Hope all is well. I was thinking of getting better and longer front end suspension from 100mm to 120mm. Knowing that I’m transitioning from Ironman to XTERRA, mountain bike biathlons, a large variety of trail rides, as well as the 12 or 24 hour thrown in, would adding 20mm of travel be something your recommend or is 120mm simply overkill for the type of riding I do? Also would adding suspension mean I would have to change up the stem length, spacers that you guys dialed in at our last Moab camp? After reading your book on Mountain Bike Skill, I would initially think it would slacken the head tube angle, etc.
Thank you. Your thoughts/inputs on shred-fu are always greatly appreciated! Looking at my first XTERRA in late June in CO, South Carolina or Indiana (can’t decide yet) and maybe a 12 or 24 hour relay next month.
I am a big fan of yours, you’re one of my role models within the World of Mountain Biking.
I write this email as a 17 year old from the UK trying to decide on a career path, I currently work as a lifeguard and I am in full time education. I love Sport and especially riding bikes with knobbly tyres on dirt.
Becoming a Mountain Biking coach interests me greatly as I would love to turn my passion into a career and help share my passion with other riders. I was hoping for some insight into the industry and advice as to how to break into it and become a coach.
Is it better to start part-time and go to University/ College as well, if so would a degree relating to Psychology and Sports coaching be beneficial? or completely commit and become fully qualified straight away? How does someone come about working for your coaching team? What qualifications or experience do you look for?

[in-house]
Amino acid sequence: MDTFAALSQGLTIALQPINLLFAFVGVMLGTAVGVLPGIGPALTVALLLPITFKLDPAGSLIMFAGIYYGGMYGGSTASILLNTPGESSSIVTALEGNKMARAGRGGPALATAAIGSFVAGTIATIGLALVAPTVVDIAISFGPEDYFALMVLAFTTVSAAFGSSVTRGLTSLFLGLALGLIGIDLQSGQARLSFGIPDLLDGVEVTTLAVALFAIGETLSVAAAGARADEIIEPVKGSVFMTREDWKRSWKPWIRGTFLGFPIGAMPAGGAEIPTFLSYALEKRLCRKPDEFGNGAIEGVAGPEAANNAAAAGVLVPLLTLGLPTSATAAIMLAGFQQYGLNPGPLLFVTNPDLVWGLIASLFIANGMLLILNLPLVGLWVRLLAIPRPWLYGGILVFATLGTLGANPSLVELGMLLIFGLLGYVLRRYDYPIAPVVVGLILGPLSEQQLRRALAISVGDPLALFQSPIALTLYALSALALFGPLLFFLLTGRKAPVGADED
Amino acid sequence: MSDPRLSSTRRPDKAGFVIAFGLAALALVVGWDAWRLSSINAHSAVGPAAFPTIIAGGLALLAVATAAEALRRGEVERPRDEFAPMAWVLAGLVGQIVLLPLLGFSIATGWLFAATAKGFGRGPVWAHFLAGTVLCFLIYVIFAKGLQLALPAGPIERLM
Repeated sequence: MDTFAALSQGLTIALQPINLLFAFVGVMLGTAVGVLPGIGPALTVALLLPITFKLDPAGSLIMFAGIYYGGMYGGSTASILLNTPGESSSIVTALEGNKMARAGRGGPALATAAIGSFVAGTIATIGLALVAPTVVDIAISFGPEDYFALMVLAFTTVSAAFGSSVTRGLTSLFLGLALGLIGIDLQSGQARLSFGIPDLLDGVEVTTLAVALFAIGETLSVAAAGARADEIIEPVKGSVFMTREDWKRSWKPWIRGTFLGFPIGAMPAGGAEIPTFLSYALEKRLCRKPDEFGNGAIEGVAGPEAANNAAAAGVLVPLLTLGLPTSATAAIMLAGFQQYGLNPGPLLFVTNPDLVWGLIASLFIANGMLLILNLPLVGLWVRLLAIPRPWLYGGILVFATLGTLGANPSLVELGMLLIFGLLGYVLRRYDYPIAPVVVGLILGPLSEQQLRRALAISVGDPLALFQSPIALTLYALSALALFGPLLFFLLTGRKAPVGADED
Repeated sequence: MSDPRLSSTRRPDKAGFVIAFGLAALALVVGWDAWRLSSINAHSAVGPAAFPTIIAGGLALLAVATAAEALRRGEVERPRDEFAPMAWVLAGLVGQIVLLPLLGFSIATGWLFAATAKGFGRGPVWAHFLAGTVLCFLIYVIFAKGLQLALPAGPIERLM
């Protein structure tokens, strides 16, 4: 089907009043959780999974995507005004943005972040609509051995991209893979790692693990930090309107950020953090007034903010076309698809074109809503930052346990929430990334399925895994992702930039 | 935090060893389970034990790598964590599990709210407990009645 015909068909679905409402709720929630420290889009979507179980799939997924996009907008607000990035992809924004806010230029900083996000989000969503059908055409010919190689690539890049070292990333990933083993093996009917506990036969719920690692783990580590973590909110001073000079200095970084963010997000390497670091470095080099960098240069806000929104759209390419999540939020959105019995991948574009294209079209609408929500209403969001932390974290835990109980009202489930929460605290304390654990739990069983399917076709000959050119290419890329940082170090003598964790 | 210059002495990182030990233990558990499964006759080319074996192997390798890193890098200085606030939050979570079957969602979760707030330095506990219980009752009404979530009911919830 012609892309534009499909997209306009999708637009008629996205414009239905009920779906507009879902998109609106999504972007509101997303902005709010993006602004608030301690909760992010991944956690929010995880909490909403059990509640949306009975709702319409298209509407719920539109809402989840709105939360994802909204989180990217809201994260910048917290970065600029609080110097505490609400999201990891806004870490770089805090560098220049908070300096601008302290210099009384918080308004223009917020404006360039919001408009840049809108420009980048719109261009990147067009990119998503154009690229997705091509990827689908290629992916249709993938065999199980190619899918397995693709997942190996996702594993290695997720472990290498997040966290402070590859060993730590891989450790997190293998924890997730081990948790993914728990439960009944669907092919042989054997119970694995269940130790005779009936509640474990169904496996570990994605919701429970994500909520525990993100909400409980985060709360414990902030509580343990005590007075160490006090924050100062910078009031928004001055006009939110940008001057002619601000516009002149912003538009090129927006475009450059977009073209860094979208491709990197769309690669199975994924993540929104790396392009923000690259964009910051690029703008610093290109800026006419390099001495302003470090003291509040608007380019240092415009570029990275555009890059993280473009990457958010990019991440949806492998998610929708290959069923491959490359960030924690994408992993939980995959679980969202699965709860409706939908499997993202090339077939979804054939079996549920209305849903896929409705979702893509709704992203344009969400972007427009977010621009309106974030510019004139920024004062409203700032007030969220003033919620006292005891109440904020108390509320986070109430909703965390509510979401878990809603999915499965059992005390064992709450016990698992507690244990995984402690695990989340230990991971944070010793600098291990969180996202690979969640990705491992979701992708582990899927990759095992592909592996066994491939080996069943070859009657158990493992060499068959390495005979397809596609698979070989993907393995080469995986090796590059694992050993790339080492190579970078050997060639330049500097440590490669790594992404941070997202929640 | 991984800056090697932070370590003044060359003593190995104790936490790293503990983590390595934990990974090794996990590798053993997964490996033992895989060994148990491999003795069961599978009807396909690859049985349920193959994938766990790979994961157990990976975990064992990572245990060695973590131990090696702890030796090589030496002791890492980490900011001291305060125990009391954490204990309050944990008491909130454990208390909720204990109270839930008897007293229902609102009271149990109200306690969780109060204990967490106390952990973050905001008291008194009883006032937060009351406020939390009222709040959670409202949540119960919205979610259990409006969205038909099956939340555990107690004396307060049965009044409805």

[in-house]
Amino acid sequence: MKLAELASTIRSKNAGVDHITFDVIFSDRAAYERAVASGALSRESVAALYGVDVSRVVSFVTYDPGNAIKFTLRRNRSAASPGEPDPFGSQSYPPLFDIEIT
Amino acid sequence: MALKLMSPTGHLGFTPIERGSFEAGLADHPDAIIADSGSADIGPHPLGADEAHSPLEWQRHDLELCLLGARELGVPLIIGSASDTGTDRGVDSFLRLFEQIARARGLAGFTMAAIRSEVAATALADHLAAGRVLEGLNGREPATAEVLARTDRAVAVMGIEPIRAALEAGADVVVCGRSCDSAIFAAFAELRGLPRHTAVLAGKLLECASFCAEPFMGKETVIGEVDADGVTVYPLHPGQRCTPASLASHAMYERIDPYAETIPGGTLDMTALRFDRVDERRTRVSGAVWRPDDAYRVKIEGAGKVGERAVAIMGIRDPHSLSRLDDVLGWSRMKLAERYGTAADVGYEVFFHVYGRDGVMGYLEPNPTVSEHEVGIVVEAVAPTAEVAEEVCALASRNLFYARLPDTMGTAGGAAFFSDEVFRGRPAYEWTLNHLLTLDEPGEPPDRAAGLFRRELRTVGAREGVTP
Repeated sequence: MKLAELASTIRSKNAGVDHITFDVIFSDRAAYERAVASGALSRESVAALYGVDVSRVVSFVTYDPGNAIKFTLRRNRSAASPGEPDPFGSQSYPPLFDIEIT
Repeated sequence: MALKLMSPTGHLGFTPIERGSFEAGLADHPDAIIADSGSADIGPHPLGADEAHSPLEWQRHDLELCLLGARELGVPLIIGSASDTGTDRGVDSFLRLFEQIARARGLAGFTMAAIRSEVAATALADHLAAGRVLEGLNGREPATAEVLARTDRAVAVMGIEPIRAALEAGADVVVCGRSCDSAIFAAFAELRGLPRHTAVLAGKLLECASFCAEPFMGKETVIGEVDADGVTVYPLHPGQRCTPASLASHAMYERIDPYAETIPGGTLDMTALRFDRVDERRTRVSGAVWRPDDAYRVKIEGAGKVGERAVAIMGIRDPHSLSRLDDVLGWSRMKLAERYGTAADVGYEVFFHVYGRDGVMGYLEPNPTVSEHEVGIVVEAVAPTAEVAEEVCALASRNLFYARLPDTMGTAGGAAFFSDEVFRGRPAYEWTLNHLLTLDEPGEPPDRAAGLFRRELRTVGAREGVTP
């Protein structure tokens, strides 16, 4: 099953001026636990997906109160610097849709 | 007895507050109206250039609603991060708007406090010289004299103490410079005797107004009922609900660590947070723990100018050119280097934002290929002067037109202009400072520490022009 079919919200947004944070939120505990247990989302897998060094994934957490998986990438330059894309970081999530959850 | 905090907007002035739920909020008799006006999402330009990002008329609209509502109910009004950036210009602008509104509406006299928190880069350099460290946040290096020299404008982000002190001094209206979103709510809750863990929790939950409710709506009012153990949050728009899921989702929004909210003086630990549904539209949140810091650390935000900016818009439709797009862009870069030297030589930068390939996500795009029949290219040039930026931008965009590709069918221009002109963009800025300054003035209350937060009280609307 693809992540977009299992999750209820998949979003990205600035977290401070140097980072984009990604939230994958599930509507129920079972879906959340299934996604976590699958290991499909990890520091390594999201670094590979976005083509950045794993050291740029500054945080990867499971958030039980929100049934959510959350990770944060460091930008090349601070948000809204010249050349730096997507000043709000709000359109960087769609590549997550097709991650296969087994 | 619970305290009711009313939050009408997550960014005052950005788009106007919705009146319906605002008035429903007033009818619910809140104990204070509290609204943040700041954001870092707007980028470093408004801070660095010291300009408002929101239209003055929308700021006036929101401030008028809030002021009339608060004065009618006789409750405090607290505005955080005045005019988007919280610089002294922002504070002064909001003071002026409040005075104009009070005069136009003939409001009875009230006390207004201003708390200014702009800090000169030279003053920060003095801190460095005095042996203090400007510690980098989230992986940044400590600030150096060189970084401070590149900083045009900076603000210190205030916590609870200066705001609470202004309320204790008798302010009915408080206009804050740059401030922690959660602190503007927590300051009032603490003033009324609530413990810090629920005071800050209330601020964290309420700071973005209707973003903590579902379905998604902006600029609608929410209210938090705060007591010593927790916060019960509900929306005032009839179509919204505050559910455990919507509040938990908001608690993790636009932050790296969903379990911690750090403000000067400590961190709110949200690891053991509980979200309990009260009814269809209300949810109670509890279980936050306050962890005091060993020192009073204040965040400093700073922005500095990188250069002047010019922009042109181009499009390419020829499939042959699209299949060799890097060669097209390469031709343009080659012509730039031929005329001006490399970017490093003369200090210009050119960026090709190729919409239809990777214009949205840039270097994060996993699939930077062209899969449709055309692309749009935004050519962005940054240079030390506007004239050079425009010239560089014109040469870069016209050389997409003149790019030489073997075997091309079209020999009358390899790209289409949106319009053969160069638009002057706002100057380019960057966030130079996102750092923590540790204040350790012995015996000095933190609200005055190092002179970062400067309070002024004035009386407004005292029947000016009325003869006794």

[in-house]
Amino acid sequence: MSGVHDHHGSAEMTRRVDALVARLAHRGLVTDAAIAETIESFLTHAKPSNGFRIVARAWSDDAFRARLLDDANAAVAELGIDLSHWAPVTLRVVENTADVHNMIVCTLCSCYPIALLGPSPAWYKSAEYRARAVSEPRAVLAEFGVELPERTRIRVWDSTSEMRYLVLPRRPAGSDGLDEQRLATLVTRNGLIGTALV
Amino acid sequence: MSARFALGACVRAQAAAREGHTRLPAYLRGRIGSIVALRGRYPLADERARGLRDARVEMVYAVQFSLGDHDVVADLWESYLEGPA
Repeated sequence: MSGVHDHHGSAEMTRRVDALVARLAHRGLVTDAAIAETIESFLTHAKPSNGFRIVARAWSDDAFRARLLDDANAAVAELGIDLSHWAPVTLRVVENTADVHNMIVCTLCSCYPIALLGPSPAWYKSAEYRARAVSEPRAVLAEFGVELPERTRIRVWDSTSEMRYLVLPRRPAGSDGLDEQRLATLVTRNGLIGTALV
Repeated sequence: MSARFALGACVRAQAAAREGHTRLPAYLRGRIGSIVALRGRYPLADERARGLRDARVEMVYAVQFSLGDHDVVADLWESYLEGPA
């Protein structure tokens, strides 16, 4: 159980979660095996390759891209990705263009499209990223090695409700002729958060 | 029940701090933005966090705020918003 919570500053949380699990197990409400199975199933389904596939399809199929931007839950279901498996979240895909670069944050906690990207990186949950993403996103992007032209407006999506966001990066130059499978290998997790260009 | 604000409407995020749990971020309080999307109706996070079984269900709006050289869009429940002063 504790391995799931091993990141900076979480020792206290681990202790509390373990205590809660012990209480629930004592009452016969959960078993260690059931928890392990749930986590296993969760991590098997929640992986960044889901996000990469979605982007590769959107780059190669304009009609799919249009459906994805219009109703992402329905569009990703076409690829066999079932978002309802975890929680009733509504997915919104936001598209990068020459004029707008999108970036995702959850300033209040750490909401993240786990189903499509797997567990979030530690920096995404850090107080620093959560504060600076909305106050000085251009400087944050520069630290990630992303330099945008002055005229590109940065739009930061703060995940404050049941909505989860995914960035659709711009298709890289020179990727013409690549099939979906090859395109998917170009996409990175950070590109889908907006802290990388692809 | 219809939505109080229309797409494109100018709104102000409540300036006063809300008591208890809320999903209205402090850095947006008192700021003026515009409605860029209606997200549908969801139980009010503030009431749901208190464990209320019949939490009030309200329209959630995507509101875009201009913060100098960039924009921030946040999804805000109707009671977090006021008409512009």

Any advice you can offer would be a huge help.
I attended the Level 1 class at Valmont Bike Park with Kevin this weekend, it was awesome. We learned so much!
One of the key things I learned is that I need more flexibility. Kevin mentioned F6 and it looks like a great way to reinforce key movements and strengthen your riding body. I was wondering if you have any specific recommendations for improving flexibility, especially in hamstrings.
Thanks Lee, looking forward to the Level 2 clinic in a couple of weeks!
Lee, I was just catching up on my email and noticed your newsletter article on the 1×11 drivetrain. I ride a 1×11 with a 30t chainring. I feel like I am working my ass off compared to my buddies with their 2×10 setups. What do you suggest? I ride a Santa Cruz Tallboy carbon, I am 60 years old, currently I am in early-season shape but a strong upper-intermediate rider in-season. Your article seems to suggest that a smaller chainring or a switch to a 2×10 might help.
“Mr. Fatigued” Marc
Howdy, I just finished a functional threshold power test (20 minutes flat out). Brutal. Over 10 weeks of Pump Up the Base, my FTP went up 8% to 271. I have no idea if that’s what I should be expecting. Stand up pedaling really improved, that’s for sure. Let me know what you think so I can figure out how to continue my training. Thanks,I hope you’re doing well.